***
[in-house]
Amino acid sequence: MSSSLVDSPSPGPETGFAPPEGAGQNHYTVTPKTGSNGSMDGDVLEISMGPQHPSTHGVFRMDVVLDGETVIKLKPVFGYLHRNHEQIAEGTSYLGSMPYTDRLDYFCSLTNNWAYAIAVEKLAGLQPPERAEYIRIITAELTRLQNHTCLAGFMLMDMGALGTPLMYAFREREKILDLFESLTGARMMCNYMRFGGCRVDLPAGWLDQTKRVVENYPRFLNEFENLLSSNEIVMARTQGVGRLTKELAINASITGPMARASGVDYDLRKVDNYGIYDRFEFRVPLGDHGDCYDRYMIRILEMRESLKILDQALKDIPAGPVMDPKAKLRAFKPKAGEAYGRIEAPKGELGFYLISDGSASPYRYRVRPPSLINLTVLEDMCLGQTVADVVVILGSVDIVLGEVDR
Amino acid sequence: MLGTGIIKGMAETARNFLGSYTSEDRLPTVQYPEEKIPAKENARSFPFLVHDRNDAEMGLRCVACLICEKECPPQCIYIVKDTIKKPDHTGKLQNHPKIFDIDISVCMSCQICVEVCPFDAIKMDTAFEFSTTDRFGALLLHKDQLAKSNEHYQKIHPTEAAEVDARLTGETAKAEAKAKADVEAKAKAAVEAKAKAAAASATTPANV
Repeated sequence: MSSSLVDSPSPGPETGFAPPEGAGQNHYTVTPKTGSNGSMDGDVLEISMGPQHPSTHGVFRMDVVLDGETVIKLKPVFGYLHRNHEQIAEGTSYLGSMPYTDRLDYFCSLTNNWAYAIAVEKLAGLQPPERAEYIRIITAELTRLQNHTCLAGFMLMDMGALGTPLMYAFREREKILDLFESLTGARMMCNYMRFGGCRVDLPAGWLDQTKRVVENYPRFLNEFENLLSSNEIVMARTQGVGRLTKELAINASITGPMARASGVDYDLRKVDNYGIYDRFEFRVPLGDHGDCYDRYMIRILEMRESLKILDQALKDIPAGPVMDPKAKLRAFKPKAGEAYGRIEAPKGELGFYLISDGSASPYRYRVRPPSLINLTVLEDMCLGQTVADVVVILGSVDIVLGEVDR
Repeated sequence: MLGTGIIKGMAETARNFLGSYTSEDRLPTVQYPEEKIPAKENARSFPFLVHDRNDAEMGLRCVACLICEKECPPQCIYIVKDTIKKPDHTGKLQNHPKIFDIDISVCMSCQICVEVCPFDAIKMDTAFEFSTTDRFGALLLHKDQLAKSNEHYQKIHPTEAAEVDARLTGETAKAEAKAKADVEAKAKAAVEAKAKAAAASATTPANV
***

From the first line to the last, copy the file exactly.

[in-house]
Amino acid sequence: MSSSLVDSPSPGPETGFAPPEGAGQNHYTVTPKTGSNGSMDGDVLEISMGPQHPSTHGVFRMDVVLDGETVIKLKPVFGYLHRNHEQIAEGTSYLGSMPYTDRLDYFCSLTNNWAYAIAVEKLAGLQPPERAEYIRIITAELTRLQNHTCLAGFMLMDMGALGTPLMYAFREREKILDLFESLTGARMMCNYMRFGGCRVDLPAGWLDQTKRVVENYPRFLNEFENLLSSNEIVMARTQGVGRLTKELAINASITGPMARASGVDYDLRKVDNYGIYDRFEFRVPLGDHGDCYDRYMIRILEMRESLKILDQALKDIPAGPVMDPKAKLRAFKPKAGEAYGRIEAPKGELGFYLISDGSASPYRYRVRPPSLINLTVLEDMCLGQTVADVVVILGSVDIVLGEVDR
Amino acid sequence: MLGTGIIKGMAETARNFLGSYTSEDRLPTVQYPEEKIPAKENARSFPFLVHDRNDAEMGLRCVACLICEKECPPQCIYIVKDTIKKPDHTGKLQNHPKIFDIDISVCMSCQICVEVCPFDAIKMDTAFEFSTTDRFGALLLHKDQLAKSNEHYQKIHPTEAAEVDARLTGETAKAEAKAKADVEAKAKAAVEAKAKAAAASATTPANV
Repeated sequence: MSSSLVDSPSPGPETGFAPPEGAGQNHYTVTPKTGSNGSMDGDVLEISMGPQHPSTHGVFRMDVVLDGETVIKLKPVFGYLHRNHEQIAEGTSYLGSMPYTDRLDYFCSLTNNWAYAIAVEKLAGLQPPERAEYIRIITAELTRLQNHTCLAGFMLMDMGALGTPLMYAFREREKILDLFESLTGARMMCNYMRFGGCRVDLPAGWLDQTKRVVENYPRFLNEFENLLSSNEIVMARTQGVGRLTKELAINASITGPMARASGVDYDLRKVDNYGIYDRFEFRVPLGDHGDCYDRYMIRILEMRESLKILDQALKDIPAGPVMDPKAKLRAFKPKAGEAYGRIEAPKGELGFYLISDGSASPYRYRVRPPSLINLTVLEDMCLGQTVADVVVILGSVDIVLGEVDR
Repeated sequence: MLGTGIIKGMAETARNFLGSYTSEDRLPTVQYPEEKIPAKENARSFPFLVHDRNDAEMGLRCVACLICEKECPPQCIYIVKDTIKKPDHTGKLQNHPKIFDIDISVCMSCQICVEVCPFDAIKMDTAFEFSTTDRFGALLLHKDQLAKSNEHYQKIHPTEAAEVDARLTGETAKAEAKAKADVEAKAKAAVEAKAKAAAASATTPANV